August 31, 2010
For many projects, there is a very simple reason why the final invoice winds up being more than the estimate: The project at the end is different from the project at the beginning.
Let me back up. At the beginning of every project, there is a plan. I usually write a statement of work that defines what exactly we’ll be delivering at the end of the project. (This is also sometimes referred to as the project’s “scope.”) It’s basically a preview of your receipt. If all goes well, at the end of the project, you’ll get an invoice for the same amount with the same things on it.
Recently, I’ve had a few potential customers call, expecting to use the development process as a way to flesh out their ideas. They think that developers can just start writing code without a definite plan as to how the whole product will come together at the end. “We’ll work that out as we go,” they say.
Say our project is to win a formula-one race. We have a top-of-the-line car design, and we’re installing only the finest engine and using the finest fuel. It’s sure to be a winner. However, if the finish line to our race is draped between two other cars ahead of us on the same track, our project won’t have a fair chance of finishing — let alone winning the race.
No mainstream project — racing, web development, or otherwise — has ever succeeded like this. Moreover, successful projects can describe their plan in a just a few words that anyone can understand. “Our project is to win a formula-one race.”
Augmenting the service offering part-way through is usually doable, but is oftentimes not desirable. “We want the driver to enjoy high-tea service during the race.” Sure, let’s build in a crumpet box and a china cabinet, and we should be all set. Our description gets a little longer (and more bizarre), but it’s not breaking any laws of thermodynamics.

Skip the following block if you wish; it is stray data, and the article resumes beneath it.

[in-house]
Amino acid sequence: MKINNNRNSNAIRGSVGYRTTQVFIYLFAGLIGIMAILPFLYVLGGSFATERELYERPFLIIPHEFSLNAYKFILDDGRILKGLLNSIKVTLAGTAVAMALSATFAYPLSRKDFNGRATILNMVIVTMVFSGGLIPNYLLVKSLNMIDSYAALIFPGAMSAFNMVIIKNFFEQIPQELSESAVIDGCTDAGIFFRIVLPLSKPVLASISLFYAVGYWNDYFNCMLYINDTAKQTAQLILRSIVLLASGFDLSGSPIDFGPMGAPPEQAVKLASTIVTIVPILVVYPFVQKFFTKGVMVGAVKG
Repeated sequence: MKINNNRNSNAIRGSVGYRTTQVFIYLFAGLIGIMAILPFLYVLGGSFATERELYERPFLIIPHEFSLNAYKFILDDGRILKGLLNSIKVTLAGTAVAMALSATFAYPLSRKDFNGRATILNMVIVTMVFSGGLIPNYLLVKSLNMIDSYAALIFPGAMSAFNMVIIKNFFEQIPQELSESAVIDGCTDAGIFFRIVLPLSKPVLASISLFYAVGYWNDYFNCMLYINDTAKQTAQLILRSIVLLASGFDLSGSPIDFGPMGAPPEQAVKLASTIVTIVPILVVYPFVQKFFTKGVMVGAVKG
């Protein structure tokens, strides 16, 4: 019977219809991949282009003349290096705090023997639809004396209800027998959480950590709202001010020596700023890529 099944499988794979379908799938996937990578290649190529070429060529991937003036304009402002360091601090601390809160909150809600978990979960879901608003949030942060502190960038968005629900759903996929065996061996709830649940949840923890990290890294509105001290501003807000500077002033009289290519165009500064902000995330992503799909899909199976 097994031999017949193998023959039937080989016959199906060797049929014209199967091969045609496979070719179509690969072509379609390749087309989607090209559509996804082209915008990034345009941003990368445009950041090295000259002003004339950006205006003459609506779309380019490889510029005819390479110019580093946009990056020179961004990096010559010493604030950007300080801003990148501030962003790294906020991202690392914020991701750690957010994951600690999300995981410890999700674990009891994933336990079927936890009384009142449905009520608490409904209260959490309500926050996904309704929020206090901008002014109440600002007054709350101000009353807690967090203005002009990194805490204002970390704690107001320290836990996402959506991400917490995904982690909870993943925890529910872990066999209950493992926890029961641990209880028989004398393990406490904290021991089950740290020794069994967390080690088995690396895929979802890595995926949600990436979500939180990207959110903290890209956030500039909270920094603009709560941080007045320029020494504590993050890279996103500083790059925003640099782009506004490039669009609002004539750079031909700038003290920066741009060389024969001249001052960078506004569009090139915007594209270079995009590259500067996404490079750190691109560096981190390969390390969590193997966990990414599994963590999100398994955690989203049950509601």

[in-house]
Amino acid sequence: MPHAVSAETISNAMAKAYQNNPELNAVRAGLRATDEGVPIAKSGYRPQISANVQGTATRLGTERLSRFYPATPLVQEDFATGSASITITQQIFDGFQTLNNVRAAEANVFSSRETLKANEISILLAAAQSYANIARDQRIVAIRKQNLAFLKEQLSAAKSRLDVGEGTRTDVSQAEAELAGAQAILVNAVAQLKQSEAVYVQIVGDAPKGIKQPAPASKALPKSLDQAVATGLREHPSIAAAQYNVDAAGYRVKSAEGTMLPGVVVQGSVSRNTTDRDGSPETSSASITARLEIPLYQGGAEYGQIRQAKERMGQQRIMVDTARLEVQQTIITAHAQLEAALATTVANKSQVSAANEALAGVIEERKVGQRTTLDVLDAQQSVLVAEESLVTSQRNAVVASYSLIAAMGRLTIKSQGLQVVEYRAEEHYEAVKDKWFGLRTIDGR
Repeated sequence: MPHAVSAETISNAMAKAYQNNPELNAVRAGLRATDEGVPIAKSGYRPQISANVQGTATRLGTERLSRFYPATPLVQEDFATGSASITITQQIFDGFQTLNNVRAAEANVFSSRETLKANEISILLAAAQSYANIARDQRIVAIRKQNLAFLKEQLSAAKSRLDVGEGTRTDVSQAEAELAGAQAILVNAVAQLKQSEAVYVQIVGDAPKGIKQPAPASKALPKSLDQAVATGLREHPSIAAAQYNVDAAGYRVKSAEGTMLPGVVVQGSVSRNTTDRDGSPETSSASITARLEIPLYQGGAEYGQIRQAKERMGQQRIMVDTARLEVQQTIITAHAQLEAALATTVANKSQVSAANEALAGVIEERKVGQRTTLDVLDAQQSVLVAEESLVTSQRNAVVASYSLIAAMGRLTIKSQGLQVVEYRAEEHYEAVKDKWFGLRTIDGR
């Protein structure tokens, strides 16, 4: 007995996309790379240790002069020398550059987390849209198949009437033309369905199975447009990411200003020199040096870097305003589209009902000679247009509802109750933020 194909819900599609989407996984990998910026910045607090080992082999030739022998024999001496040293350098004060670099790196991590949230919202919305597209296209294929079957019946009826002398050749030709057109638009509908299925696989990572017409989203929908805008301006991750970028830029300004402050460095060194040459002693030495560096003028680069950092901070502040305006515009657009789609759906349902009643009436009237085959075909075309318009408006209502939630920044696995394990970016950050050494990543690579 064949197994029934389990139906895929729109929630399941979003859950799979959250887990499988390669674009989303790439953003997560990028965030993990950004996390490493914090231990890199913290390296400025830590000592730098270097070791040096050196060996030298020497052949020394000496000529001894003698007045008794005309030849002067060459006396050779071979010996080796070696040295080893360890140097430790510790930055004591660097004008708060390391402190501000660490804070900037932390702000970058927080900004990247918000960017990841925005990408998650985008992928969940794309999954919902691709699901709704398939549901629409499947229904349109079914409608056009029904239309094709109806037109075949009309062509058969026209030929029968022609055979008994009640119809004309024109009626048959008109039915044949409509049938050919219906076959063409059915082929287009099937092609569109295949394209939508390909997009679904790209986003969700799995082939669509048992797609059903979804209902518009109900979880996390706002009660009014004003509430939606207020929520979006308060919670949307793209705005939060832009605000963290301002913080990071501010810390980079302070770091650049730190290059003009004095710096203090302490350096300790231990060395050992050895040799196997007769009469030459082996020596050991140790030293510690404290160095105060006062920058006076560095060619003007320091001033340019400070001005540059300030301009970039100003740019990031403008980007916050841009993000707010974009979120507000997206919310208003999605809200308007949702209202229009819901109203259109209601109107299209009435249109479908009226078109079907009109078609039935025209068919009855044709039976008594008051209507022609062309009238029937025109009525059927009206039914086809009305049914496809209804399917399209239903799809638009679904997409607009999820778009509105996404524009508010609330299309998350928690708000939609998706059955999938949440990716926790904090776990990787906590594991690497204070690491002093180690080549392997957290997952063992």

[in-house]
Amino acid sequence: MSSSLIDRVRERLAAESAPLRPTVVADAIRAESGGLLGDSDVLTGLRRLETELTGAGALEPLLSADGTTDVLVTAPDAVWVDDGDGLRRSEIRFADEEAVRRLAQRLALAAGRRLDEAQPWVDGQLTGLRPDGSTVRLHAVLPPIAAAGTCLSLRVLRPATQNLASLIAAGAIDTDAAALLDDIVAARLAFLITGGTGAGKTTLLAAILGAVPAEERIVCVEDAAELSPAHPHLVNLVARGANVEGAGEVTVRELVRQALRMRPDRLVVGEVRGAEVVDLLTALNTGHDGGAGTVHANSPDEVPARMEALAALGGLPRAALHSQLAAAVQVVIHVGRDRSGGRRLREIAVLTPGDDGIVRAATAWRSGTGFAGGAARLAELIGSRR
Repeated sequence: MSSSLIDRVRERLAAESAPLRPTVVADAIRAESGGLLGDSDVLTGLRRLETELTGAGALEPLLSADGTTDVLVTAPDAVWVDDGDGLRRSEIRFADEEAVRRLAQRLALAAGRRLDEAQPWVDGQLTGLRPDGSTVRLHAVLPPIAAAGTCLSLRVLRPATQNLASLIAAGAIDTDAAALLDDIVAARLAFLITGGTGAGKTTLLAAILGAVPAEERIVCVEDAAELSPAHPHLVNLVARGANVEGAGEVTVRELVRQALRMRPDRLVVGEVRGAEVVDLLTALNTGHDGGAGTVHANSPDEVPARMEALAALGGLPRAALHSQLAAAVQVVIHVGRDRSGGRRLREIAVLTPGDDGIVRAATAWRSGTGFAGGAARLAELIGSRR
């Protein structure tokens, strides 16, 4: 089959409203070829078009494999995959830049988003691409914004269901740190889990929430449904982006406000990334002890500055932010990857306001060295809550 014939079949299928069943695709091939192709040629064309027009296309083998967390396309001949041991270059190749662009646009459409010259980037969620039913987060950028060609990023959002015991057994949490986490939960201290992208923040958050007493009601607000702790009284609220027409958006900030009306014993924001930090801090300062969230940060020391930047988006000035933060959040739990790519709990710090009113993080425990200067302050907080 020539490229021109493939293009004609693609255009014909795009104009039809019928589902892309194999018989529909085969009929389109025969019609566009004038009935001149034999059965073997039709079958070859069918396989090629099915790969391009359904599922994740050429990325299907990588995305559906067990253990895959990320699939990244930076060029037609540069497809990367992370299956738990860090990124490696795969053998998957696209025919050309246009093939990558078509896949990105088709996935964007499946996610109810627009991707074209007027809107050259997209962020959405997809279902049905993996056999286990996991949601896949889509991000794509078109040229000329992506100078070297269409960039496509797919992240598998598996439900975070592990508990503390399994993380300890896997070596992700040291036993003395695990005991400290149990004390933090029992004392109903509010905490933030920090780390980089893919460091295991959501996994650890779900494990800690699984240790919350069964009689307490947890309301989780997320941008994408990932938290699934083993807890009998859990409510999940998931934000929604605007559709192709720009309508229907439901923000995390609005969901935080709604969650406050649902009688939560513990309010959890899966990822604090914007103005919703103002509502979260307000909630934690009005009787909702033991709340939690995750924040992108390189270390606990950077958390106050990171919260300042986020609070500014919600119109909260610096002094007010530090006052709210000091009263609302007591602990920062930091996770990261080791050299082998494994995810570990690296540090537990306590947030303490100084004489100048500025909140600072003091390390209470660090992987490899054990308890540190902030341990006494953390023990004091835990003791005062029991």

The project, at the beginning, was building the car. Now, at the end of the project, it’s two things: building the car so the driver can enjoy tea during the race. It isn’t to say that the project hasn’t gone to plan: The car can still win the race. It’s just when customers change their mind part-way through the development process, they oftentimes don’t anticipate that the decision will affect the final cost. Tea sets cost money, you know.
Not that changing your mind is a bad thing — if a bolt of lightning strikes you in the middle of the night, and you realize that a particular feature absolutely requires modification, it can be done. It just means going back and adjusting the plan. Adjusting the plan just means adjusting the budget. If we can’t alter one, then chances are we can’t alter the other.
May 27, 2010
I come from a working family. My dad’s side of the family were almost all employed by the railroad; My mom’s side almost all employed (at one point or another) by Paramount Studios. The word “work,” to me, means spending time doing something, and ending up with a product you can point to and say, “that’s what I did.”
Until recently, I was happy to answer questions and do research for clients whose projects I was working on. It didn’t seem like a huge deal, until I spent an entire afternoon writing an email suggesting hosting options for a client’s web application.
Analysis is almost as important as the work itself. Analysis before, during, and after a project is completed are all equally valuable: Stopping for a second to consider your direction of travel is usually a good thing. While the value of analysis is clear to clients, it turns out that it wasn’t clear to me.